Moody visits Otterbein small house neighborhoods

Ohio Director of Health Transformation Greg Moody and State Sen. Shannon Jones visited the Otterbein Skilled Nursing & Rehab Neighborhood in Springboro Dec. 8. Shown, from left, are Moody, Reita Studzinski, Irene Kruse, Helen Caplinger and Jones. Studzinski, Caplinger and Jones are residents there.

SPRINGBORO – Otterbein Senior Lifestyle Choices’ representatives hope a recent visit with state officials makes a difference in the way care is delivered to Ohio’s elders in the future. Ohio Director of Health Transformation Greg Moody and State Sen. Shannon Jones visited the Otterbein Skilled Nursing & Rehab Neighborhood in Springboro Dec. 8.

Sue McConn, vice president of Otterbein Skilled Nursing & Rehab Neighborhoods, met Moody at the Leading Age conference this fall and extended to him an invitation from herself and Hreben to see one of Otterbein’s five small house neighborhoods.

“With the state’s budget challenges and the effects of the budget on Medicaid reimbursement, we felt it would be good for the governor or his representative to see how operationally efficient the houses are and to experience firsthand the quality of life of the elders living in the neighborhood,” McConn said.

Small house neighborhoods are made up of five homes, each with 10 residents in private suites. These small houses combine the warmth and companionship of home with all of the skilled clinical nursing care services in a residential setting. The design of the small houses and their location within a neighborhood makes the transition for elders easier. Both elders and staff appreciate key differences such as no institutional schedules, meals or routines; smaller scale environments; high elder assistant staffing ratios; and home cooked meals.

Ohio Gov. John Kasich’s passionate mission is to make Ohio one of the most forward looking and reform-oriented states in America.

Ohio has the largest number of small house neighborhoods in the United States. In addition to Springboro, Otterbein has locations in Maineville, Middletown, Monclova and Perrysburg.
McConn said, “This model is without a doubt forward looking and reform oriented. It is a change from an institutional model of elder care to elder-centered, elder-driven skilled nursing care.”

Jones and Moody met five residents at Otterbein’s small house neighborhood in Springboro. The discussion centered mostly on what it is like to live in the houses, why they chose Otterbein, if they had opportunities to get out to various events, etc. McConn said one elder shared that she had been in another nursing home prior to moving to Springboro and it had been “awful.” She had to share a room, everyone told her what to do and she was not happy. She told Moody and Jones that at Otterbein she has her own room, the other elders in the house are like family – “like my sisters,” and that she loves her home.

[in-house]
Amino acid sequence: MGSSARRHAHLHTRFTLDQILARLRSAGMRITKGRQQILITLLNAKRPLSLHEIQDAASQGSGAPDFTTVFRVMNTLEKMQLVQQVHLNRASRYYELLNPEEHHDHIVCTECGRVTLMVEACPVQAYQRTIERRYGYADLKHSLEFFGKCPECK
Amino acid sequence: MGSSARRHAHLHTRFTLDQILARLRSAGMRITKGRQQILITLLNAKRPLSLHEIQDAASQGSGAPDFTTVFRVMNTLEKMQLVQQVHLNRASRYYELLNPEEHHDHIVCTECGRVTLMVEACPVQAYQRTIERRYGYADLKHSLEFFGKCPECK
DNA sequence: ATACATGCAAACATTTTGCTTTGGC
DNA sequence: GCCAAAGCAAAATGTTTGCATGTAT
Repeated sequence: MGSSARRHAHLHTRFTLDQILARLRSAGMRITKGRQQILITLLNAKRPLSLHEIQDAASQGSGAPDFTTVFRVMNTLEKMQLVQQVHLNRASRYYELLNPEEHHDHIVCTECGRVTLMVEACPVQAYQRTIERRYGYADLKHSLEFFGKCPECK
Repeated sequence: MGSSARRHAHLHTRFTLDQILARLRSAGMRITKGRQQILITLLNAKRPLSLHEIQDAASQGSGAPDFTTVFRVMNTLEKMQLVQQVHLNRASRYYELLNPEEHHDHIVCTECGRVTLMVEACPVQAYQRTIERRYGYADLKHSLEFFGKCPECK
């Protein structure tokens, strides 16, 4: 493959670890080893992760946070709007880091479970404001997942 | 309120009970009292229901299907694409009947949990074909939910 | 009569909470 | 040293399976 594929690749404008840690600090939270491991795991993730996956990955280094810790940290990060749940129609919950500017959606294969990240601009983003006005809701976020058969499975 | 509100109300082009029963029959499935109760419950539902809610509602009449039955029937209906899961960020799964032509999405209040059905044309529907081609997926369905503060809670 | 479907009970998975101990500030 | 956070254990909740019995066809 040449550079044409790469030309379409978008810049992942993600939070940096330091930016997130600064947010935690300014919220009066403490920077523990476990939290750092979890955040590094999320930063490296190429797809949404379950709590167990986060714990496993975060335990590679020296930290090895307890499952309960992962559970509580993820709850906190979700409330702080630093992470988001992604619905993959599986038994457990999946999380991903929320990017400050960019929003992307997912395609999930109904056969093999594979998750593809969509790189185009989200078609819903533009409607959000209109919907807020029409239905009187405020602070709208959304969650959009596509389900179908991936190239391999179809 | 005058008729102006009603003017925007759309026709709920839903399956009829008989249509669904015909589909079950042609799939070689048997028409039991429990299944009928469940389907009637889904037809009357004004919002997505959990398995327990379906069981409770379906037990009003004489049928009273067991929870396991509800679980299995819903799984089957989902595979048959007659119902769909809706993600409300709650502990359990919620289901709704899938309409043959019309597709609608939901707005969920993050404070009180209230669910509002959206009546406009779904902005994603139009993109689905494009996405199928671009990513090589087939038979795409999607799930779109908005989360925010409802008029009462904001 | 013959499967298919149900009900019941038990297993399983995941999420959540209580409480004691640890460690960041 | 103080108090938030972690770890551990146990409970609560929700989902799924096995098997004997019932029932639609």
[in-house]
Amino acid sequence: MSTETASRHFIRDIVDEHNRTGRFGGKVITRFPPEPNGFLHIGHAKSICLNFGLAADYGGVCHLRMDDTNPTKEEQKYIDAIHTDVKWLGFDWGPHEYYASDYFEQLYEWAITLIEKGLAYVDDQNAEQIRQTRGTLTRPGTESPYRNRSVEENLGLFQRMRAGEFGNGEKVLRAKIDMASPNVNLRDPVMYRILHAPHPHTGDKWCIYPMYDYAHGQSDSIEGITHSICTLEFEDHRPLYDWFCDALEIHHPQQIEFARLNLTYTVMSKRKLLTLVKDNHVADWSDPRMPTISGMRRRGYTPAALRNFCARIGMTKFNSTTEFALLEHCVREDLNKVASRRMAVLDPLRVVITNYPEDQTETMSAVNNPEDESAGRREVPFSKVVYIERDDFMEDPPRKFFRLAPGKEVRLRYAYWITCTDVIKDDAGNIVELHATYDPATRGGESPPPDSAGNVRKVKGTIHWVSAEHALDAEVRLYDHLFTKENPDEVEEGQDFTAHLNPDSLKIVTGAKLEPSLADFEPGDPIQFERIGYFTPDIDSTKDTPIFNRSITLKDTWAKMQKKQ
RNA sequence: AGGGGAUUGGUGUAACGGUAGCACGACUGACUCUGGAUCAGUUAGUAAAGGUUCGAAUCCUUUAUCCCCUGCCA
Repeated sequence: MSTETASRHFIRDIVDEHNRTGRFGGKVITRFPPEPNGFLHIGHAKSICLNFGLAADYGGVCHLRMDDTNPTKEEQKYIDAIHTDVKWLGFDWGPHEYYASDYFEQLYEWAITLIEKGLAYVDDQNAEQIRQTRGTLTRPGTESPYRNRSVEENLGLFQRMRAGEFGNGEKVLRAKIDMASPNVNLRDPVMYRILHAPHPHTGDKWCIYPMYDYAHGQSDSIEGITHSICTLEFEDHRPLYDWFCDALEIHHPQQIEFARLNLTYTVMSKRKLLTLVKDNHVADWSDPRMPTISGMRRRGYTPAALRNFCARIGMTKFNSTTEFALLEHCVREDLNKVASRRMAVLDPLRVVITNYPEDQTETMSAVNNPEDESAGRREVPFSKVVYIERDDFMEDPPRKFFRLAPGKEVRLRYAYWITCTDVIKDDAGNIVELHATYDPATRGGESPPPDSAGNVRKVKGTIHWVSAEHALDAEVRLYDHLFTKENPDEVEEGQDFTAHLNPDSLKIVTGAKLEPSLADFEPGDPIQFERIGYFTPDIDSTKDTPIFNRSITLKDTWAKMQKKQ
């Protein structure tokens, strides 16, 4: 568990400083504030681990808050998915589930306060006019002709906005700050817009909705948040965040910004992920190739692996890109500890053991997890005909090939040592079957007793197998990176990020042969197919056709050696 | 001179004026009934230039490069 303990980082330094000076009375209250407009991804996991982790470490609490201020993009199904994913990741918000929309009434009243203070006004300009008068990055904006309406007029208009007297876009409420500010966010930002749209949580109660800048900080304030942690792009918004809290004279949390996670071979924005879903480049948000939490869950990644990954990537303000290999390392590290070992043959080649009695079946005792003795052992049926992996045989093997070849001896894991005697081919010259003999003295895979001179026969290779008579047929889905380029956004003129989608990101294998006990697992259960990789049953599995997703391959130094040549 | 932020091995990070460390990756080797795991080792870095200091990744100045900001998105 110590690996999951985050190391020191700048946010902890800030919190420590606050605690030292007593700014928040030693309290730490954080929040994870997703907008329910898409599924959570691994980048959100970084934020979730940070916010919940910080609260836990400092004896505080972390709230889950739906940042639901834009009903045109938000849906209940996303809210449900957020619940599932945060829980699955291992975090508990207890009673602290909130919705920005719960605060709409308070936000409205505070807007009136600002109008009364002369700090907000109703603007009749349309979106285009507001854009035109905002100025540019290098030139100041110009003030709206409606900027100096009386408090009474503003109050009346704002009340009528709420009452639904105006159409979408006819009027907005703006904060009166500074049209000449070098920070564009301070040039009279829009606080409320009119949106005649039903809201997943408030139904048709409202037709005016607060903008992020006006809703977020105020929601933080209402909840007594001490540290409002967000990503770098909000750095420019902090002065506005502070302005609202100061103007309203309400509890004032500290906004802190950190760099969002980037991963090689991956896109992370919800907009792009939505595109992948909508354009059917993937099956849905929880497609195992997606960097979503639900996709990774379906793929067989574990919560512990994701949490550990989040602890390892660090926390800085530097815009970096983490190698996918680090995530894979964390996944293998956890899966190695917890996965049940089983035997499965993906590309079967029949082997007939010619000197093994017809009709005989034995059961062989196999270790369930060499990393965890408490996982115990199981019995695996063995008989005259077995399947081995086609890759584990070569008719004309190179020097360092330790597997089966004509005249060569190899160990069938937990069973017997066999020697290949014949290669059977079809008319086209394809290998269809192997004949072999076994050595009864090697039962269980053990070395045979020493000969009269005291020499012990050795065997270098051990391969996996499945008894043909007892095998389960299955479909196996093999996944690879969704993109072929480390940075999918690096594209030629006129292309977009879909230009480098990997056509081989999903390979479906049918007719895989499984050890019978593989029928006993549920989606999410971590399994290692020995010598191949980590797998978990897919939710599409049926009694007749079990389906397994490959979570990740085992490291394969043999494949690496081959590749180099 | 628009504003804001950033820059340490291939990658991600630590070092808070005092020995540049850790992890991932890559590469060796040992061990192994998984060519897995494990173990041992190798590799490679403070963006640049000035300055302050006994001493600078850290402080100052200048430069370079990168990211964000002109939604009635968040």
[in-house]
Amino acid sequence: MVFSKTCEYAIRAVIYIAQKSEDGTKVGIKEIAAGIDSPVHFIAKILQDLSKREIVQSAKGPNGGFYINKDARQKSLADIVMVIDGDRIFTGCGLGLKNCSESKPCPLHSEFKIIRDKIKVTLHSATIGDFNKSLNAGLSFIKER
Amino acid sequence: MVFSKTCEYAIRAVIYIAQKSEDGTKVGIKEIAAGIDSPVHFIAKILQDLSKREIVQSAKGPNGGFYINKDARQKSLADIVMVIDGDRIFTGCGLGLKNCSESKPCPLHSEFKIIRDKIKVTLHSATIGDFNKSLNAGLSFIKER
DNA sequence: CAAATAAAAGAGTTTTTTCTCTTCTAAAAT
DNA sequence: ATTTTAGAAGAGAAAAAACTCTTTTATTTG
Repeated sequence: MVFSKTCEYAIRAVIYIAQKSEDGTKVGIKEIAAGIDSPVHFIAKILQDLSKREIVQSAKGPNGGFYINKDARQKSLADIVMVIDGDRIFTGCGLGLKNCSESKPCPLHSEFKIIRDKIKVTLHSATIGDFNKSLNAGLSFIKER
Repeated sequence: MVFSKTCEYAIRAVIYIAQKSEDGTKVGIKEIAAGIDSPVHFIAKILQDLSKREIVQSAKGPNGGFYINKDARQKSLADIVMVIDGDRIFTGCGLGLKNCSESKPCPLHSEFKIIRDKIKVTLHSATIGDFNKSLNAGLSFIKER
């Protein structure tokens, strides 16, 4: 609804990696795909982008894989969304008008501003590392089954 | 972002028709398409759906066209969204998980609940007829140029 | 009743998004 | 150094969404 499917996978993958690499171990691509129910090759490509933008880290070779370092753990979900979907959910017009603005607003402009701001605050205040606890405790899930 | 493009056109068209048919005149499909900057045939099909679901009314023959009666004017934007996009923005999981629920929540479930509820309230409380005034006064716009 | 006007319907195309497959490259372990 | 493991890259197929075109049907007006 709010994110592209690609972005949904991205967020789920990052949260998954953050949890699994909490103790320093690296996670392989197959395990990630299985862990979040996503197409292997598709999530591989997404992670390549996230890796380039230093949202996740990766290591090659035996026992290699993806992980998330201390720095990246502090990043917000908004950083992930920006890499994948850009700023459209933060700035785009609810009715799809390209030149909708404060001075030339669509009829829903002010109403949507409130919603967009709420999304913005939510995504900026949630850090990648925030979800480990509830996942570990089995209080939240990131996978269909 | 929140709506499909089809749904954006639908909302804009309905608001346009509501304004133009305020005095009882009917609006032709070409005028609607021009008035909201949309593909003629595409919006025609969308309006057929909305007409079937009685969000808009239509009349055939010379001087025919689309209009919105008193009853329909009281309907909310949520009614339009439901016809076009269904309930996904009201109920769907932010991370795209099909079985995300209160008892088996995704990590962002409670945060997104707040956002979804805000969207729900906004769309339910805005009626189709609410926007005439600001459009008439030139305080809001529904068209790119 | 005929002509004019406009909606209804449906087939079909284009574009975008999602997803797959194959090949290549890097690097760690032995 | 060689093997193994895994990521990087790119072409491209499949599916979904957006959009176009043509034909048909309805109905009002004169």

McConn felt Moody really understood Otterbein’s mission with the small house neighborhoods.

“My thought was that he was truly impressed,” McConn said, “not just with the physical environment, or the true sense of family he saw, but with the financial operational efficiency of the model. We were able to share the capital costs of the projects and suggested that more such neighborhoods could be built if the state were willing to give some concessions.”

To enable more neighborhoods be built, Hreben suggested Ohio could restructure CON requirements to foster small house development, establish a new category of nursing home with building codes aligned with the model and establish government-supported ways to access capital.

McConn said the small house model can and will change the way care is delivered to older Ohioans and can be cost effective, but providers need help in order to access capital for these projects. She also explained that building codes which were developed for institutional nursing homes do not apply to these small house developments and need to be changed. This model can work financially for not-for-profit and for-profit providers, she noted.

The Cincinnati Enquirer recently ran an article about a bill authored by Jones to boost the quality of Ohio’s nursing homes and also make them homier, which is on the fast track for approval by state legislators and would tie higher reimbursements to 20 new quality measures. The article said, “Otterbein Senior Lifestyle Choices exemplifies how nursing homes can be made more resident friendly.” In that same article, Moody referenced his experience at Springboro, comparing Otterbein small houses to condos and calling them “incredible.”

To learn more about Otterbein Senior Lifestyle Choices, please visit or call 1-888-513-9131.

About Otterbein Senior Lifestyle Choices

Otterbein Senior Lifestyle Choices, founded in 1912, is a non-profit health and human service ministry, serving nearly 2,000 people, and is related to the East Ohio and West Ohio Conferences of the United Methodist Church. Otterbein has five full-service retirement communities, five skilled nursing and rehabilitation neighborhoods and a home health agency.